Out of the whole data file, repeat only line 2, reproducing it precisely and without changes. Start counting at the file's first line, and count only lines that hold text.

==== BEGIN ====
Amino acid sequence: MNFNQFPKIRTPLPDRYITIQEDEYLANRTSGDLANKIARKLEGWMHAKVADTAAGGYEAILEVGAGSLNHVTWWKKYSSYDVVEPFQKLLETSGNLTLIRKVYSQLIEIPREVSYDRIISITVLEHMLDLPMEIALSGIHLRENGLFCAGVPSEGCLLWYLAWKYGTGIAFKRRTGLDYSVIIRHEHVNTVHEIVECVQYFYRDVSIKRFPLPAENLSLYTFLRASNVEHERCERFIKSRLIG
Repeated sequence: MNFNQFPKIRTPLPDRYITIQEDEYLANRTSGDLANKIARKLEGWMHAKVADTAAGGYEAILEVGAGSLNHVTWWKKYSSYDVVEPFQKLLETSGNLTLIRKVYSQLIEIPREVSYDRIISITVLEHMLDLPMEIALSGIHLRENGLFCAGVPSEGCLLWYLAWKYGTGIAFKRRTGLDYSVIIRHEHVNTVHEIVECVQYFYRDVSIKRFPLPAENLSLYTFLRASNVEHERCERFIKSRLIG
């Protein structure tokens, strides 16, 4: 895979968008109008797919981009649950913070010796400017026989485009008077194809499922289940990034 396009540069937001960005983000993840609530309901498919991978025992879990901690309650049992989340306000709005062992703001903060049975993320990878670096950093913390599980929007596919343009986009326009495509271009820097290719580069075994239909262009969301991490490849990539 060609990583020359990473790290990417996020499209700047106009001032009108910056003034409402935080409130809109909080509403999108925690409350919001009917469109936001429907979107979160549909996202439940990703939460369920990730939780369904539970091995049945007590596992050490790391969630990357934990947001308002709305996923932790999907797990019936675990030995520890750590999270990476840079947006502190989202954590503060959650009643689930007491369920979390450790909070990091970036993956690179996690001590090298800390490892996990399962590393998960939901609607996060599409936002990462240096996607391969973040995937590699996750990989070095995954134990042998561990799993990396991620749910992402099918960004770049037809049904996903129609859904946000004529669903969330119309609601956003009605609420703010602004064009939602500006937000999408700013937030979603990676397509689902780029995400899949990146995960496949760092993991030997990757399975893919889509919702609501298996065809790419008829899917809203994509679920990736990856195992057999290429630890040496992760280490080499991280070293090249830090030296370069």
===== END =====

Repeated sequence: MNFNQFPKIRTPLPDRYITIQEDEYLANRTSGDLANKIARKLEGWMHAKVADTAAGGYEAILEVGAGSLNHVTWWKKYSSYDVVEPFQKLLETSGNLTLIRKVYSQLIEIPREVSYDRIISITVLEHMLDLPMEIALSGIHLRENGLFCAGVPSEGCLLWYLAWKYGTGIAFKRRTGLDYSVIIRHEHVNTVHEIVECVQYFYRDVSIKRFPLPAENLSLYTFLRASNVEHERCERFIKSRLIG